Georgia jogger was shot dead in 'cold blood' and yet killers roam free: 'They thought he was a burglar'
Arbery was killed three days before the anniversary of the 2012 killing of Travon Martin whose death sparked the Black Lives Matter movement
BRUNSWICK, GEORGIA: More than two months after he was shot and killed while innocently jogging in Brunswick, a coastal city between Savannah and Jacksonville, the family of 25-year-old Ahmaud Arbery may finally get justice.
Georgia prosecutors said they are planning to present evidence to a grand jury for possible charges against Gregory McMichael, 64, and his son Travis McMichael, 34, both of whom have been free in the aftermath of the horrific incident.
The announcement came in light of a new video that appeared to have been taken by a passing motorist and captured the last moments of Arbery's life. It showed him being chased down and killed by the father-and-son duo despite doing nothing to provoke them.
He had been running through the quiet neighborhood of Satilla Shores on February 23 when he was confronted by Gregory and Travis, who had a .357 magnum and a shotgun respectively. It was Travis who ended up shooting Arbery twice, causing the 25-year-old to collapse and die on the spot.
His death came just three days before the anniversary of the 2012 killing of Travon Martin, the unarmed African-American teenager whose death at the hands of Florida neighborhood watch captain, George Zimmerman, helped kick off the Black Lives Matter movement.
According to the Glynn County police report, Gregory told investigators he thought Arbery was a burglary suspect and had ordered him to stop. The 64-year-old claimed that Arbery did not listen, and instead, "violently" attacked his son. The two then fought "over the shotgun" before Travis shot him twice.
"McMichael stated (that) the unidentified male began to violently attack Travis and the two men then started fighting over the shotgun at which point Travis fired a shot and then a second later there was a second shot," the report read.
Both of them were taken in for questioning but were released soon after.
The problem, so far, was Gregory's history as a former law enforcement officer that saw him work for the local district attorney. Due to conflicts of interest, two prosecution offices had to recuse themselves from the case.
The New York Times obtained a document from one of those prosecutors that pointed out Arbery's criminal past — he had been convicted of shoplifting and violating probation in 2018 — and argued there was no probable cause for an arrest because the McMichaels had been legally carrying their weapons under Georgia law.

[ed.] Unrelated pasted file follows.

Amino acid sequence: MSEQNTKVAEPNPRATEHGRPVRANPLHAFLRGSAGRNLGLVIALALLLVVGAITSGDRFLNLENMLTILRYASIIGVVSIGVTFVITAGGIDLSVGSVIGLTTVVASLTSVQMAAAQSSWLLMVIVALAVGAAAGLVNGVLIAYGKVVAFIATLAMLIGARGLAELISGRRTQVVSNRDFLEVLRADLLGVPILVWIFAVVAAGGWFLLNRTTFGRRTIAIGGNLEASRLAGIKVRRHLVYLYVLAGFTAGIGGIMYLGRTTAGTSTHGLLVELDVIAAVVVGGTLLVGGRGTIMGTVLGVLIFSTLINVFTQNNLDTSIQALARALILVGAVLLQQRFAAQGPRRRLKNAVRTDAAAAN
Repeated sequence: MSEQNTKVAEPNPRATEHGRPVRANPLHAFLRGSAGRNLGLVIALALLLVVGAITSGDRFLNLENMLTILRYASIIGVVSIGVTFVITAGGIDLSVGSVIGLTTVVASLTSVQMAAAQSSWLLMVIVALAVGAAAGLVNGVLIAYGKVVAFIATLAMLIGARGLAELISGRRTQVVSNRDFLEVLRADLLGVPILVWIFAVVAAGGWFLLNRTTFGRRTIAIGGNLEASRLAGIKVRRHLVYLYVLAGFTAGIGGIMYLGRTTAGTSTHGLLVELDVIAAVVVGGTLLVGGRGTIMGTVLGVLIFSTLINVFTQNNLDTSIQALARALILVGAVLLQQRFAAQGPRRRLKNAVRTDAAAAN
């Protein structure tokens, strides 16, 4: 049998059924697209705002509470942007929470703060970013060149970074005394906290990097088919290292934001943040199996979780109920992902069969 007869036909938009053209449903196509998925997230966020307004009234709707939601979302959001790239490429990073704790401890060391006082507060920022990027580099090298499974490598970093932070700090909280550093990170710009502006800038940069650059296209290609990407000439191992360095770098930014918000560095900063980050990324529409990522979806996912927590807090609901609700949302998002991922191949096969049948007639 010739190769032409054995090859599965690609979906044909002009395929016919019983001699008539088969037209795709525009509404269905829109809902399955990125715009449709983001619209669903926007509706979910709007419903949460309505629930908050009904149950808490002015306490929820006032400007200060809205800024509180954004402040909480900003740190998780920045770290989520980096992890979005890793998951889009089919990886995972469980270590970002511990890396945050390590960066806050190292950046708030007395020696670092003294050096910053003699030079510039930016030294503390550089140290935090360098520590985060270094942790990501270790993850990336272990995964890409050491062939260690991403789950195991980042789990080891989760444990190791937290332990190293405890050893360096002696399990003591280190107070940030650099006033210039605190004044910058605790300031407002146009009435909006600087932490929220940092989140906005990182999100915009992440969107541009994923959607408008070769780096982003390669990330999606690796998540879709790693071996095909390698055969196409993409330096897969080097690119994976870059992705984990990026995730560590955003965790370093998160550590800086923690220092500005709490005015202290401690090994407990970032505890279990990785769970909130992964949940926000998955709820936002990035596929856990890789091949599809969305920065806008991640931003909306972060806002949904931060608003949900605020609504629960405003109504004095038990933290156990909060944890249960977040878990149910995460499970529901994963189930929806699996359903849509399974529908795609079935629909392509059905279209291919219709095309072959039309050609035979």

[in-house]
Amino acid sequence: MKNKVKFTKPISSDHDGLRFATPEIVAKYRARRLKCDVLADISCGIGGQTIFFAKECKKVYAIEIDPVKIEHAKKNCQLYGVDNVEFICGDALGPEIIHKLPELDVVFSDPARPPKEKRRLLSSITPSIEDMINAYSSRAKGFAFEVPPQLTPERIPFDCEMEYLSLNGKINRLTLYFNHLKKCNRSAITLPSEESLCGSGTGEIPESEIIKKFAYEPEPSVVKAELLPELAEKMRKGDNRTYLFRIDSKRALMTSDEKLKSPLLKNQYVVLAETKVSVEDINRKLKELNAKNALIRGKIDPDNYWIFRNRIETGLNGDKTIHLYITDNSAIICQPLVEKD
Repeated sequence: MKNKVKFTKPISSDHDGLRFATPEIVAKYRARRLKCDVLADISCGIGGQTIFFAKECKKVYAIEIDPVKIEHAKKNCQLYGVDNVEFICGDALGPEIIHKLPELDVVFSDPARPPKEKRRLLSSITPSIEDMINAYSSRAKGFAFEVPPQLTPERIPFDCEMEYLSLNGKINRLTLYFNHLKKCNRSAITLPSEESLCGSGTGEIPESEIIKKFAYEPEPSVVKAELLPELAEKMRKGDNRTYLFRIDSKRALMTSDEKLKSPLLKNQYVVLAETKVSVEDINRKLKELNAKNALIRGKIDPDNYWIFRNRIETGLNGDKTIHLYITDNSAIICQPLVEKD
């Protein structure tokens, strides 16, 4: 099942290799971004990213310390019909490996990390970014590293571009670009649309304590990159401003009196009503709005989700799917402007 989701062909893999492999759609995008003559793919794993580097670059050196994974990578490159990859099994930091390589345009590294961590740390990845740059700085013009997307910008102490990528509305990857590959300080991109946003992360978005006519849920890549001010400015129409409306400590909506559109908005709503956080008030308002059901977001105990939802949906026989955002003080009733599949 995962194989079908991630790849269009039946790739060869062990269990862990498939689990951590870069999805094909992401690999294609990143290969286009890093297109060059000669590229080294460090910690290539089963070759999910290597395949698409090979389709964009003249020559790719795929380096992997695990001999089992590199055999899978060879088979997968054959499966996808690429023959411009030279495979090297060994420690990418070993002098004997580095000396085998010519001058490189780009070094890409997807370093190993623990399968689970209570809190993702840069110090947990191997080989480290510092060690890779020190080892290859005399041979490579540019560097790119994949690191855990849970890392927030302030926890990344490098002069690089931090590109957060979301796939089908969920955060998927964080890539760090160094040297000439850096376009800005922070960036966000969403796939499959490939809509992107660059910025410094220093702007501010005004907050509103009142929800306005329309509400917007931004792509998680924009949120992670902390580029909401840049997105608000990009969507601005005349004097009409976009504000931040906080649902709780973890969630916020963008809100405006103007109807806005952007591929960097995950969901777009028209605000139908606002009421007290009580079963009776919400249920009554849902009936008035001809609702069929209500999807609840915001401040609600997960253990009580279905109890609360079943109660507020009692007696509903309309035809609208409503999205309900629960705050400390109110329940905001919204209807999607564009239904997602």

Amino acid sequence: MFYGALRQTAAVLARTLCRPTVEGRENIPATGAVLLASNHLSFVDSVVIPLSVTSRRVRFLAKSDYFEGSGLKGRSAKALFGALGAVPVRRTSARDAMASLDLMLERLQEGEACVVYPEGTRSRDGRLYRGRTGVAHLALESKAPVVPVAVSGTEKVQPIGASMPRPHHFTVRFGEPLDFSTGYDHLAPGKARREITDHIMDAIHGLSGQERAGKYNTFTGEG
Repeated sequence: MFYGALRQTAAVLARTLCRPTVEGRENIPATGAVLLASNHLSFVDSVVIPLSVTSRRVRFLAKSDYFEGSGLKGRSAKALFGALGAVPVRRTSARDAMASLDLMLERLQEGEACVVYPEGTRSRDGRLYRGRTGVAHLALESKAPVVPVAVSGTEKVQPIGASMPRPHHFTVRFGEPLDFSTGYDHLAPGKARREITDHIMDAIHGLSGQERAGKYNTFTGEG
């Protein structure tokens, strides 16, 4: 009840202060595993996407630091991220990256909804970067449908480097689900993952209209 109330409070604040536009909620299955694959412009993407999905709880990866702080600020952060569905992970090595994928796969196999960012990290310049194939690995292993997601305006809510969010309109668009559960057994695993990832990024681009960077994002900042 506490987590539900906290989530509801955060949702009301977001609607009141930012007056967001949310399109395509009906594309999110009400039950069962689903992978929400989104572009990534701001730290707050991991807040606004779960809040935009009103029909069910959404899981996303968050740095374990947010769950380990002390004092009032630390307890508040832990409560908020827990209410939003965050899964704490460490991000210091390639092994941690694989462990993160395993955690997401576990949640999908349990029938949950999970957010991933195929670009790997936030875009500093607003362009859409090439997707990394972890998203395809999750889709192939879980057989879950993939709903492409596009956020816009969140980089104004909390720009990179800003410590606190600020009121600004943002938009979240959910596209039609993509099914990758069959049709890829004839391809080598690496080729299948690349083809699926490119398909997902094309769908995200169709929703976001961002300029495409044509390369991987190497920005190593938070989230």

And because Arbery was a "burglary suspect," he said they were within their rights to follow him, and were able as private persons to "arrest an offender if the offense is committed in his presence or within his immediate knowledge".
Arbery's mother, Wanda Jones, said the video showed beyond any doubt that her son had been ruthlessly murdered without reason. "Proves that my son was not committing a crime. He was out for his daily jog and he was hunted down like an animal and killed," she said.
Lee Merritt, the attorney who is representing the family, was of a similar view.
"The video clearly shows Mr Arbery jogging down the road in the middle of the day," he said in a statement. "Mr Arbery had not committed any crime and there was no reason for these men to believe they had the right to stop him with weapons or to use deadly force in furtherance of their unlawful attempted stop."
The case eventually came to the doorstep of District Attorney Thomas Durden, based in Hinesville, which is 70 miles away from the shooting scene.
"I am of the opinion that the case should be presented to the grand jury of Glynn County for consideration of criminal charges against those involved in the death of Mr Arbery," he said this past week.
He received some serious support from to-be Democratic presidential candidate Joe Biden, who recently tweeted about the incident.
"The video is clear: Ahmaud Arbery was killed in cold blood. My heart goes out to his family, who deserve justice and deserve it now. It is time for a swift, full, and transparent investigation into his murder," he posted.
Georgia Governor Brian Kemp backed the investigation as well, tweeting that "Georgians deserve answers."
"Director Reynolds has offered resources & manpower to DA Durden to ensure a thorough, independent investigation into the death of #AhmaudArbery. Georgians deserve answers. State law enforcement stands ready to ensure justice is served," he wrote.
There is still one problem, however. The coronavirus pandemic means that it is still unclear when a grand jury can be convened to hear evidence, with courts in Georgia prohibited from empaneling any grand or trial jury at least till June 12.
"I have no control over the suspensions due to the pandemic; however, I do intend to present the case to the next available grand jury in Glynn County," Durden insisted.